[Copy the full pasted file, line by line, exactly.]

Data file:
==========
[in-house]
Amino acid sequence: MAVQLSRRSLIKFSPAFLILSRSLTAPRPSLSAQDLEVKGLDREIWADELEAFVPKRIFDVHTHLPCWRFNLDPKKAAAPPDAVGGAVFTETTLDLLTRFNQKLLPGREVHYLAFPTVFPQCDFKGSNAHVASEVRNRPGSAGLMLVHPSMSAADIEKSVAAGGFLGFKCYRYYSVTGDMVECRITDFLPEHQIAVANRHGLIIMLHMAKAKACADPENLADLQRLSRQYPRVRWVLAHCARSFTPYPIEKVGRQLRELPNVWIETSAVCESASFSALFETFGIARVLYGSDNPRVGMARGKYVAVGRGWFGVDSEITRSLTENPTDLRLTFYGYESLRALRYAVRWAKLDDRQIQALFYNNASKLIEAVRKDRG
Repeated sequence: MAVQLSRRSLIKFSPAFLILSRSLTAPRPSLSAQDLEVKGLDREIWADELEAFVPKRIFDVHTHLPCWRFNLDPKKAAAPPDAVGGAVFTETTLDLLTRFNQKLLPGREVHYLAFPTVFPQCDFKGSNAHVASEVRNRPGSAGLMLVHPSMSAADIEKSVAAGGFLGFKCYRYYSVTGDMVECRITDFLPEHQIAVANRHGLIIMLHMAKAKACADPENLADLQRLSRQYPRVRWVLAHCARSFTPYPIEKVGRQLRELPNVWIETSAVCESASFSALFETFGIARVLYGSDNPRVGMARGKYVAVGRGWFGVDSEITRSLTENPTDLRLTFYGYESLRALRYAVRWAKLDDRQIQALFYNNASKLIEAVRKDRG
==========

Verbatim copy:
[in-house]
Amino acid sequence: MAVQLSRRSLIKFSPAFLILSRSLTAPRPSLSAQDLEVKGLDREIWADELEAFVPKRIFDVHTHLPCWRFNLDPKKAAAPPDAVGGAVFTETTLDLLTRFNQKLLPGREVHYLAFPTVFPQCDFKGSNAHVASEVRNRPGSAGLMLVHPSMSAADIEKSVAAGGFLGFKCYRYYSVTGDMVECRITDFLPEHQIAVANRHGLIIMLHMAKAKACADPENLADLQRLSRQYPRVRWVLAHCARSFTPYPIEKVGRQLRELPNVWIETSAVCESASFSALFETFGIARVLYGSDNPRVGMARGKYVAVGRGWFGVDSEITRSLTENPTDLRLTFYGYESLRALRYAVRWAKLDDRQIQALFYNNASKLIEAVRKDRG
Repeated sequence: MAVQLSRRSLIKFSPAFLILSRSLTAPRPSLSAQDLEVKGLDREIWADELEAFVPKRIFDVHTHLPCWRFNLDPKKAAAPPDAVGGAVFTETTLDLLTRFNQKLLPGREVHYLAFPTVFPQCDFKGSNAHVASEVRNRPGSAGLMLVHPSMSAADIEKSVAAGGFLGFKCYRYYSVTGDMVECRITDFLPEHQIAVANRHGLIIMLHMAKAKACADPENLADLQRLSRQYPRVRWVLAHCARSFTPYPIEKVGRQLRELPNVWIETSAVCESASFSALFETFGIARVLYGSDNPRVGMARGKYVAVGRGWFGVDSEITRSLTENPTDLRLTFYGYESLRALRYAVRWAKLDDRQIQALFYNNASKLIEAVRKDRG